Published on 04/03/2022 14:04
Sleep efficiency improved only for patients who did resistance exercise and combined training; Image caption – (Credit: Direct Media/StockSnap)
Determining the goals you want to achieve when starting a new type of physical activity is essential for the results to be favorable, since different types of exercise have different effects and benefits for the human body. This is why a study published on Friday (4/3) by physicians from the American Heart Association could become an asset for physical physics educators and People who are looking to start a new businessin general.
The researchers found that, When it comes to sleep qualityResistance training is more effective than aerobic exercise in equivalent sets. To reach this conclusion, the professionals evaluated the performance of 386 adult patients divided into four groups: people who did not exercise; Those who did aerobic exercise Those who did resistance training. And a group with a hybrid series, with the previous two species combined.
All were monitored for 12 months, with three weekly 60-minute sessions in the prescribed manner. For the mixed group, there was 30 minutes of exercise in each method. The severity analyzed was ‘moderate to strong’. Participants in the aerobic group were able to choose between treadmills or three types of bikes. In the group that made the resistance, volunteers chose between groups that worked the legs, biceps, hips, and others.
In parallel, the researchers periodically applied questionnaires to all groups to assess the respondents’ sleep quality. The analysis was broken down into four criteria: duration, efficacy, latency (the time it takes a person to fall asleep after lying down), and the presence of sleep disturbances.
At the start of the study, 35% of the participants slept poorly and 42% slept less than seven hours a night. In these cases, those who did weight training were able to increase their sleep time by an average of 40 minutes versus an increase of 23 minutes, in the case of people who exercised walking and the like. The increase was smaller for the hybrid group, 17 minutes, similar to the control group, who slept an additional 15 minutes on average.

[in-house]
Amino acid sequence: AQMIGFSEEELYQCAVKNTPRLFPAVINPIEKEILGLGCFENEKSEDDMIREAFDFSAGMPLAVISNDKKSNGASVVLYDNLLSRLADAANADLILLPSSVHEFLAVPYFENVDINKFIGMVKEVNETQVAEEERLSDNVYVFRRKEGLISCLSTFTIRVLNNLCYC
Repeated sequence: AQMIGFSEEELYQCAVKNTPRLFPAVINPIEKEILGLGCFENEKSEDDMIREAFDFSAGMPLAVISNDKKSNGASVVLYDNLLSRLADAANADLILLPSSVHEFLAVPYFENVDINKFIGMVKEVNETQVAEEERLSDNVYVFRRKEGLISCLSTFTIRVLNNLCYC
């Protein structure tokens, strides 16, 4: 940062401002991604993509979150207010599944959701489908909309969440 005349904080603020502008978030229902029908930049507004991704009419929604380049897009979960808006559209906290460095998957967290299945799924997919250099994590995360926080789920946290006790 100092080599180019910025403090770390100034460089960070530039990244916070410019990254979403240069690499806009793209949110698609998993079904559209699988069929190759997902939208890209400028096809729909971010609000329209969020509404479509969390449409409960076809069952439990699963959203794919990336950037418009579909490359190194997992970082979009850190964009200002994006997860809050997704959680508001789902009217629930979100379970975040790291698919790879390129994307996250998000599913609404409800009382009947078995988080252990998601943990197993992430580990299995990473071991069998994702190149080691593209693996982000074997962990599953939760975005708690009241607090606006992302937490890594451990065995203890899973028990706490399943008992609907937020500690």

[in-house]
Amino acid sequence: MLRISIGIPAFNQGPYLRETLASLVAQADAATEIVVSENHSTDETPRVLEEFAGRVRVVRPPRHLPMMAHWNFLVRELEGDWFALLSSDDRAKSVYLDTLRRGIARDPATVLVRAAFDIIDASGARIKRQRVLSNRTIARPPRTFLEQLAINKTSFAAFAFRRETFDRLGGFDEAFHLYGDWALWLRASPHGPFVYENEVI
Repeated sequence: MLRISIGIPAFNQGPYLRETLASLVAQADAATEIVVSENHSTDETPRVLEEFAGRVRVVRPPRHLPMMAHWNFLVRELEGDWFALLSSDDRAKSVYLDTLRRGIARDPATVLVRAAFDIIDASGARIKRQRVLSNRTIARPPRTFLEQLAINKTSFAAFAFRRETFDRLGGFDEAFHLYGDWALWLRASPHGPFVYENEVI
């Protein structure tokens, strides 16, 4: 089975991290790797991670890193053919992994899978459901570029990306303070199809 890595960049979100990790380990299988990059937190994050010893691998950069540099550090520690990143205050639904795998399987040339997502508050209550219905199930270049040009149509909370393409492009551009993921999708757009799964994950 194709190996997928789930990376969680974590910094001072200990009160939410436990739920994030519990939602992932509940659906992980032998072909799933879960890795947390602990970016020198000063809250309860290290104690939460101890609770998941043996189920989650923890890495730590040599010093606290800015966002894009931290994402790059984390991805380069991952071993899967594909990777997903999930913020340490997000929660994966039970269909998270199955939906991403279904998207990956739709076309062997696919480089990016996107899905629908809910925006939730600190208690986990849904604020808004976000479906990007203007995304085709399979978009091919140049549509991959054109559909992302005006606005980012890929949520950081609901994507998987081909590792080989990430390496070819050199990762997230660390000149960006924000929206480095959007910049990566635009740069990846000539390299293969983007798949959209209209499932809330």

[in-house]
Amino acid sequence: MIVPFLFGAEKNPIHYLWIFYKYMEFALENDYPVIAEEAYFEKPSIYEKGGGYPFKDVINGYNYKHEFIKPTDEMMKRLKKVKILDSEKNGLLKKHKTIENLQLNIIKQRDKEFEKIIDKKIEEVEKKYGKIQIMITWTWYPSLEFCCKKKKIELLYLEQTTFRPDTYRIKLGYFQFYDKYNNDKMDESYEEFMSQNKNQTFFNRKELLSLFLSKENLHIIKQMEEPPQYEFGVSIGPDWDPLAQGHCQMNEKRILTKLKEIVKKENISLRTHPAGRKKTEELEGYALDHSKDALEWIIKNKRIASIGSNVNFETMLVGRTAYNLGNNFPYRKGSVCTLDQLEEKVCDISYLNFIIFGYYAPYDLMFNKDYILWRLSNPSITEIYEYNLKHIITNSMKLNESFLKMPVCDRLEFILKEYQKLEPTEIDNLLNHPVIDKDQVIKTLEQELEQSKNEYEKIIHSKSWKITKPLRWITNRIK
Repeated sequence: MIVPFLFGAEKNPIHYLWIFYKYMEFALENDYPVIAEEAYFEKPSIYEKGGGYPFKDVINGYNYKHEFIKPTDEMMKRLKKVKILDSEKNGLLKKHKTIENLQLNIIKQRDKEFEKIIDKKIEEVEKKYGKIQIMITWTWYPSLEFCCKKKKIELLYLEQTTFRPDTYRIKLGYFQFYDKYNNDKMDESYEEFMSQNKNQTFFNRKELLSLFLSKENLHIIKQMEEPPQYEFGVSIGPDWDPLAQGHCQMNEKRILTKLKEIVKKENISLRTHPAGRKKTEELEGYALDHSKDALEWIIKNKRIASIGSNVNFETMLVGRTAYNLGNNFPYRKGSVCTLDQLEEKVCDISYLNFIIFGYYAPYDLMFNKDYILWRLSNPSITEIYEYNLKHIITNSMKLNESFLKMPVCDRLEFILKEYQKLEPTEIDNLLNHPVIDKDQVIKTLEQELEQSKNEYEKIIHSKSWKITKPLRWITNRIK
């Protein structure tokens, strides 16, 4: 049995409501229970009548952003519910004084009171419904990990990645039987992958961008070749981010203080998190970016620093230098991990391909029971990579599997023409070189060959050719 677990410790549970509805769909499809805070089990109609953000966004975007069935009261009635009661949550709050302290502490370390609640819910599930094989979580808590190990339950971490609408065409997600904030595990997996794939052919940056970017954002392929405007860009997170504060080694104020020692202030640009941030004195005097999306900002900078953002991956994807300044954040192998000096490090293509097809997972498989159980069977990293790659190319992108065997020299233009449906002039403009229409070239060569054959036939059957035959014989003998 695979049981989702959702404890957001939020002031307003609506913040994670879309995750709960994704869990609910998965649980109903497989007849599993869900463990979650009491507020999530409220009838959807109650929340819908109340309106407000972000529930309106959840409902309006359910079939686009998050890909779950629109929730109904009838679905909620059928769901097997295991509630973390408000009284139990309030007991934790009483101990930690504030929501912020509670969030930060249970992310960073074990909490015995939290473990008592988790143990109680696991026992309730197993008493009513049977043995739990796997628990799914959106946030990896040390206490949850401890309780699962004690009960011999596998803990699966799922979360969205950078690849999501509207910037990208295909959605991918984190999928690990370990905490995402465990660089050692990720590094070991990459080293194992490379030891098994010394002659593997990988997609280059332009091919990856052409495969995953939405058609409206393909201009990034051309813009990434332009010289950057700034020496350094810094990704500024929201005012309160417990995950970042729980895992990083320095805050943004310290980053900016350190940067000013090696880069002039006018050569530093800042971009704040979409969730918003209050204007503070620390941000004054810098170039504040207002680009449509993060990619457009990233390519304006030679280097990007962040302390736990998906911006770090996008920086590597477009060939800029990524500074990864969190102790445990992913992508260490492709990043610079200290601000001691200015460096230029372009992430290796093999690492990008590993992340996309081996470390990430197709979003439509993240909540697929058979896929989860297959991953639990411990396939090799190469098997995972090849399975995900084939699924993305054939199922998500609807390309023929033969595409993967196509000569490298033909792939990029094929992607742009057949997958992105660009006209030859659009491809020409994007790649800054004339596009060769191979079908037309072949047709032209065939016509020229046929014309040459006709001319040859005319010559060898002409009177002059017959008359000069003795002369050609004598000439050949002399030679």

Only the patients who did resistance exercise and combined training improved sleep efficiency. Latency decreased slightly, three minutes, among those who did the weight training, but it did not change in any other group. Surprisingly, the overall quality of sleep improved for everyone, including those who did not exercise.
Resistance exercises greatly improve sleep duration and efficiency, which are important indicators of quality and reflect how well a person sleeps and continues to sleep through the night. So, if your sleep has significantly worsened over the past two stressful years, consider incorporating two or more sessions of resistance training into your regular exercise routine to improve overall musculoskeletal health, as well as sleep. From the research, Angelique Brillenthen, Associate Professor of Kinesiology at Iowa State University.
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